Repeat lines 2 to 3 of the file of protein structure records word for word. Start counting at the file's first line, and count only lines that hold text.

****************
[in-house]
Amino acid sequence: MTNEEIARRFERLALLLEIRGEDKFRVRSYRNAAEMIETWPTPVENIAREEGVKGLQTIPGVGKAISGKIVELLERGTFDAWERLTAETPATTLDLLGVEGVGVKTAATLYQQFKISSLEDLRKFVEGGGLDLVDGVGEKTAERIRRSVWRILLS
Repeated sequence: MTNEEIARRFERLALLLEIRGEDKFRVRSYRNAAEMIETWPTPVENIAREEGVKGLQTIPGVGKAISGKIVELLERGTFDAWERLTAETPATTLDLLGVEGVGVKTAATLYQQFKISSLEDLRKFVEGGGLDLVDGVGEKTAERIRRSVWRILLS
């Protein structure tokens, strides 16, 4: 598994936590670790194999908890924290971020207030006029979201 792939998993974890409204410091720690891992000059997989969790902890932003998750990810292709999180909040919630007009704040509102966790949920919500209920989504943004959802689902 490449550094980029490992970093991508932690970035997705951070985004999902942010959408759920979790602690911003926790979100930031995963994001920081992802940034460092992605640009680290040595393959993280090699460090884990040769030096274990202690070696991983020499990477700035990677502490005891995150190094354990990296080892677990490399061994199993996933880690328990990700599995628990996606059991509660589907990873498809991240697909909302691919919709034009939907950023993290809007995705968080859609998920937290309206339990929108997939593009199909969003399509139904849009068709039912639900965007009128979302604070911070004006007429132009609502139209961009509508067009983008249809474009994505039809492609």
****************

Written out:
Amino acid sequence: MTNEEIARRFERLALLLEIRGEDKFRVRSYRNAAEMIETWPTPVENIAREEGVKGLQTIPGVGKAISGKIVELLERGTFDAWERLTAETPATTLDLLGVEGVGVKTAATLYQQFKISSLEDLRKFVEGGGLDLVDGVGEKTAERIRRSVWRILLS
Repeated sequence: MTNEEIARRFERLALLLEIRGEDKFRVRSYRNAAEMIETWPTPVENIAREEGVKGLQTIPGVGKAISGKIVELLERGTFDAWERLTAETPATTLDLLGVEGVGVKTAATLYQQFKISSLEDLRKFVEGGGLDLVDGVGEKTAERIRRSVWRILLS